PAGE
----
Saturday, April 21, 2012

Our Young Folks, Plutarch (1884)

"Our Young Folks, Plutarch" by Rosalie Kaufman, 1884.


"The loss on the Persian side was very heavy, whiletheir conqueror had no more than sixty horse andthirty foot-soldiers killed.Among these were twenty-five of Alexander's personalfriends, and to do honor to their memory he erected abrass statue to each. The Grecians got a share of thespoils, particularly the Athenians, to whom he sentthree hundred bucklers. Upon the rest he ordered thisinscription to be placed: "Alexander, the son ofPhilip, and the Grecians, except the Lacedæmonians, wonthese from the barbarians who inhabit Asia..."

"Alexander was so elated with this victory that he didnot rest until he had freed all the Greek cities inAsia Minor from the Persian yoke..."

"Alexander made a long speech to the Greeks, whoanswered with loud shouts and begged him to lead themon. Then, raising his right hand towards heaven, heexclaimed, "If I be really the son of Jupiter, defendand strengthen the Greeks, ye gods!..."

"Alexander seated on the throne of Darius was agratifying spectacle to the Greeks, but from that timethe warrior's glory grew dim, for no sooner was hemaster of the greatest empire in the world than hebegan to indulge his passions, and gave himself up toall sorts of dissipation..."

"Once a party of barbarians fell upon some Macedonianswho had Bucephalus in charge, and captured him.Alexander was so provoked at this that he sent aherald to tell them that if they did not immediatelyreturn the horse he would kill every man, woman, andchild in their country. Bucephalus was brought back,and the barbarians surrendered their cities, but theywere treated with great kindness."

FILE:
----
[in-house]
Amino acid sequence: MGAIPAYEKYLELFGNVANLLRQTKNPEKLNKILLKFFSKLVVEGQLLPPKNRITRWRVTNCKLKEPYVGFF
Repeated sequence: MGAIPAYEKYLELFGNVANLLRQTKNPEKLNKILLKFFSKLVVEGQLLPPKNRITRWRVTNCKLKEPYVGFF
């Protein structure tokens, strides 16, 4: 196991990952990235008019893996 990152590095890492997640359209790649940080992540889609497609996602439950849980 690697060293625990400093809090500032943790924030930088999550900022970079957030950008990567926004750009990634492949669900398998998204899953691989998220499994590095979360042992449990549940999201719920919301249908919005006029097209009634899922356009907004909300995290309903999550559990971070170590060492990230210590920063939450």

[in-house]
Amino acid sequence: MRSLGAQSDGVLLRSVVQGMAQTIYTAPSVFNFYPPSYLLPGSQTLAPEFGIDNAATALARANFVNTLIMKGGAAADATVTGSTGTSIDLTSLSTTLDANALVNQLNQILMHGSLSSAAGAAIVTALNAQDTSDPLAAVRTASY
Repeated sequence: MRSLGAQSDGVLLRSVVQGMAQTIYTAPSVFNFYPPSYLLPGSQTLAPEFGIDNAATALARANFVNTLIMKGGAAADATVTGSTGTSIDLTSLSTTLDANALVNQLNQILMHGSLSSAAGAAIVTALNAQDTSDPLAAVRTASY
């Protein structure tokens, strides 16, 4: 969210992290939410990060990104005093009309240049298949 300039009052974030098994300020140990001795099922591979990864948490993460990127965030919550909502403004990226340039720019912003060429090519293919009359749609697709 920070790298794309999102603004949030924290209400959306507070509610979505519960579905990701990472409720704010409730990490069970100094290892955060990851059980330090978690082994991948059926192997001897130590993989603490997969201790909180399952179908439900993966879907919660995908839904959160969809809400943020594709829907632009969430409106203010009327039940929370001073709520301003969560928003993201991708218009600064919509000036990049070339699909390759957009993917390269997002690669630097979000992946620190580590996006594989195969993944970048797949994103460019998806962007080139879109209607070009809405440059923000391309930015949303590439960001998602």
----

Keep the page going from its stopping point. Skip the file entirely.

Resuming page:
"...Thecompany drank freely, and became quite lively as themeal proceeded; but towards its close one Pranicusbegan to sing a song that had been written in ridiculeof the Macedonian officers, who had recently beenbeaten by the barbarians..."

"Seventy Greek towns were founded by Alexander as hemarched along, and he was so elated by success that heresolved to go as far as the river Ganges; but his armyrefused to march farther, and he was forced to return..."


"Demetrius was the only son of Antigonus, one of thegenerals who played an important part in public affairsafter the death of Alexander of Macedon, in whose armyhe had served... His surname was Poliorcetes, a Greek wordmeaning "besieger of cities," because in conductingsieges he proved himself a perfect genius..."

"Demetrius went to Athens with a fleet of three hundredships and a large army, and not only drove Cassanderout of Athens, but restored liberty by the terror ofhis arms to the whole of Greece..."

"His remains were sent in a golden urn to Greece, where they were received by his son, Antigonus, who conveyed them to the city of Demetrius..."


"Certainly not," said Cineas, "for it is clear that somuch power will enable you to recover Macedonia and todeclare yourself sovereign of all Greece..."

"And yet you tremble at the very nameof Pyrrhus, who all his life has been paying his courtto one of the guards of that same Alexander. He iswandering about Italy not to help the Greeks here, butto avoid his enemies at home..."


"...Now, this behavior formed such a contrast to that of the Macedonians, who on entering Thessaly had compelled the people to take shelter in the mountains, burnt their houses, and carried off all they could lay hands on, that several Greek tribes threw open their gates to the Romans, while others actually sent for Flamininus and put themselves under his protection."

[Rosalie Kaufman, Our young folks, Plutarch, London 1884]

Sources: Heritage-History


Enter your email address:

© Macedonia Documents 2007 Template feito por Templates para Você